Once you’ve walked another 50 yards or so, the siq opens up into a wide area allowing for a full view of the treasury (or temple or housing or storage facility depending on when in Petra’s history you find yourself) as well as many other structures that the Nabateans built a handful of centuries before Christ. The only disappointing aspect of this moment is that there are so many people. It’s like Six Flags on the 4th of July, but only on steroids. It really distracts from the experience as you’re more concerned with not getting swallowed up in the sea of people than you are anything else. Fortunately there is an opportunity to ascend to the High Place. You have to take a steep staircase carved into the side of the rock to make it there, but once you’re at the top, the panoramic views afforded are well worth the effort. Not to mention that you find yourself with more Bedouins (two) than other tourists.

The trek back to the tour bus was a difficult one, as both Erin and I were so tired from walking up to the High Place and back that our legs were shaking with each step. But once back on the bus we left for our hotel on the Dead Sea, which was another four-hour drive from one country (Jordan) to another (Israel) but afforded an opportunity to catch up on some much needed rest.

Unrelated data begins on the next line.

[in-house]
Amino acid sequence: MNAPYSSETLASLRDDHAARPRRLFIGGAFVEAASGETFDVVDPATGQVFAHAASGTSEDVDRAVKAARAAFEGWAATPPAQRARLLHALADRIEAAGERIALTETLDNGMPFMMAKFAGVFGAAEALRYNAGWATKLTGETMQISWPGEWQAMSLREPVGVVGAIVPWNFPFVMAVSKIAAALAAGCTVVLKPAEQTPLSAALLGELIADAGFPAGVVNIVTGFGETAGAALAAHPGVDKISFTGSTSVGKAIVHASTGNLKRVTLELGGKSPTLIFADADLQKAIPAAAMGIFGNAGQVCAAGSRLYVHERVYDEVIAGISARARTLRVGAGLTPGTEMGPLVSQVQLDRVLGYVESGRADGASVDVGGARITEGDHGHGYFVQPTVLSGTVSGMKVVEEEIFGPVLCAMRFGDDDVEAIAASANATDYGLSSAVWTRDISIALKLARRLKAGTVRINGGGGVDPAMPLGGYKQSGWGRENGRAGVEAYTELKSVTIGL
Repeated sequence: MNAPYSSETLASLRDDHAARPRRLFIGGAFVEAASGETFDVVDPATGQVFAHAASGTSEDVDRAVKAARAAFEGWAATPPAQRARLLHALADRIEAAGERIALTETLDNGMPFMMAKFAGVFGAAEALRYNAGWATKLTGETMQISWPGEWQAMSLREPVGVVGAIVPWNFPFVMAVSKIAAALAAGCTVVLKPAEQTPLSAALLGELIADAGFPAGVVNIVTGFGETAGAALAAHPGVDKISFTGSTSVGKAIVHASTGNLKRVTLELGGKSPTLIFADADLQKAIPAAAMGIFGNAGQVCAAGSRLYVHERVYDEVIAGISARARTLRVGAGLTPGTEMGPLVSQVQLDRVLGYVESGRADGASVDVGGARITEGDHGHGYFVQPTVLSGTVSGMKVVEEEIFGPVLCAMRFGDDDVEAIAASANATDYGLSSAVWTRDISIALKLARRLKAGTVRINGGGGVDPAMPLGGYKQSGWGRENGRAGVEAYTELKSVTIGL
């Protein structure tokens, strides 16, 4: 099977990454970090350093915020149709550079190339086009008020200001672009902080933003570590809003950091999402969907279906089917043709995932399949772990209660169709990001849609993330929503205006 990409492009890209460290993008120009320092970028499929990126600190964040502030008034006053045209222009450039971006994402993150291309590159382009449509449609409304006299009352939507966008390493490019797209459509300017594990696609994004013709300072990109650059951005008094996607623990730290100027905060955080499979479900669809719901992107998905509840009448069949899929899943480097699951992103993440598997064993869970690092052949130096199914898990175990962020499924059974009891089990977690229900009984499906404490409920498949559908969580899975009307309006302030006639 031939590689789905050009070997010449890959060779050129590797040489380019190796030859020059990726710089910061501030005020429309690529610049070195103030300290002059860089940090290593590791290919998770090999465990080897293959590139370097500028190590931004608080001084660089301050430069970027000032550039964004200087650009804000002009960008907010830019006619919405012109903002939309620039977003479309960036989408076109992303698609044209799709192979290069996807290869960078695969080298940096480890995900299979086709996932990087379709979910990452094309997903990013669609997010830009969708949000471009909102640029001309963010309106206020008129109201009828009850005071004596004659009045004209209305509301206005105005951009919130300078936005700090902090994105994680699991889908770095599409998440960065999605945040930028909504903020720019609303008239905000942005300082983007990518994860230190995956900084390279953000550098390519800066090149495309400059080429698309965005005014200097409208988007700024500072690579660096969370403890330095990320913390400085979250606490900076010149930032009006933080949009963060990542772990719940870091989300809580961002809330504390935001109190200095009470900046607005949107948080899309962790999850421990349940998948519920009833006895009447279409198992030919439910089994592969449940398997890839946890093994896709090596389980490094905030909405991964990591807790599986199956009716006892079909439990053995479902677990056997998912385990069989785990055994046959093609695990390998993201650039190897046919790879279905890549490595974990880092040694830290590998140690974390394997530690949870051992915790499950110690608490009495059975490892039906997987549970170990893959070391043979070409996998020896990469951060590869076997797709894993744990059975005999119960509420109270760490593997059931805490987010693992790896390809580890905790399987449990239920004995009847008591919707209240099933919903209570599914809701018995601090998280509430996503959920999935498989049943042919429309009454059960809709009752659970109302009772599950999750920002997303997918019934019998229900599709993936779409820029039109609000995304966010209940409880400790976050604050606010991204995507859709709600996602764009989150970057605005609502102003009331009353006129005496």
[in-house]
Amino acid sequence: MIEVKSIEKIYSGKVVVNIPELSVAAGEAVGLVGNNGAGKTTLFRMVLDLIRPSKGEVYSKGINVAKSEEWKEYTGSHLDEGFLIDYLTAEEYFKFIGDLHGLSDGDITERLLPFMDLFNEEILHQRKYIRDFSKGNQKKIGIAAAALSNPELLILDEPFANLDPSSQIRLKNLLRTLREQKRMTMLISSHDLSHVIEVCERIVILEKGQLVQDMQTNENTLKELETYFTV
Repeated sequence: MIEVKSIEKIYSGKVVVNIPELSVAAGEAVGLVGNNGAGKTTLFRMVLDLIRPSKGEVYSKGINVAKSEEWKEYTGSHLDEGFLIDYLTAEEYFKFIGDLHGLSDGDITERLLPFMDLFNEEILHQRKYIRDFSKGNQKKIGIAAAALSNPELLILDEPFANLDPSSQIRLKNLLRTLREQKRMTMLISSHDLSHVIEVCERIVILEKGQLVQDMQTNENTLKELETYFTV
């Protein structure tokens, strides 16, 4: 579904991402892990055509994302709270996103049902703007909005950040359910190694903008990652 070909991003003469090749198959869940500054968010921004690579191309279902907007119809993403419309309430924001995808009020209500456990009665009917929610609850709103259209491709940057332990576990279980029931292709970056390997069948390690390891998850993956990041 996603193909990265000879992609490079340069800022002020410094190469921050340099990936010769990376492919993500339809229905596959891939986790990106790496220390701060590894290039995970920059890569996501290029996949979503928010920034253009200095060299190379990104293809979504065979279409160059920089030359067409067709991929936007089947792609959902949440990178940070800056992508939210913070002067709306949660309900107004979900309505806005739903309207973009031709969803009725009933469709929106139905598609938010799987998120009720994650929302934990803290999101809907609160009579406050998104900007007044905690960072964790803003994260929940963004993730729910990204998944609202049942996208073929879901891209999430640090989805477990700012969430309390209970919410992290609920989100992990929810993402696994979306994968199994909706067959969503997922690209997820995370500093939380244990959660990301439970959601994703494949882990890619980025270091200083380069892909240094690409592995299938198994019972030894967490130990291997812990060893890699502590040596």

Once arriving at our hotel on the Dead Sea, a handful of the tour members quickly made their way into the water. Swimming in the Dead Sea is one of those experiences that no doubt etches itself into the cavities of your mind. The best way I can think to describe it is to say that it’s pretty much like swimming in liquid jelly. Of course, you do float. The one downside that no one tells you about beforehand (and no one really thinks to consider on their own) is the fact that you’re in salt… and thus every cut, knick, scrape, etc on your body feels like it’s on fire when you get out. But, hey, I’m told that all that salt does wonders for wounds.

And with that, our day had come to its end.

I know that to you this likely sounds like a short, uneventful day with nothing much besides a really long bus ride to occupy our time with. But that’s not the case. Petra, where we spent a number of hours, is hands-down one of the most memorable places I’ve ever seen. On a typical day on this trip, I’ve been taking about 80 photos – and that’s spread out over three or four locations. I took nearly 200 photos while in Petra. It seemed as if there was something worth focusing on (literally) every few steps.

And since I fell asleep for 20 minutes waiting for the last photo to upload, I’m going to bed. Though for the greatest comment in the history of this blog, check out my man Josh Kirby’s “interpretation” of why there really was no post yesterday. Look under the comments in ‘Day Seven’.

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4 Comments leave one →
  1. Jeff permalink
    May 6, 2010 5:27 pm

    Spectacular images, both visually and verbally.

  2. Stacy permalink
    May 6, 2010 9:45 pm

    I love Petra too!

  3. May 7, 2010 1:57 pm

    Thanks for the shout-out, bro. Glad everyone is okay.

  4. Aaron Gann permalink
    May 10, 2010 12:04 am

    Ok. My guess is Petra is the original Latin for rock. Petra->Pedra->piedra (the spanish word for rock). (2 seconds later) Wikipedia says I’m partly wrong it originally came from Greek, but then the Romans borrowed the word…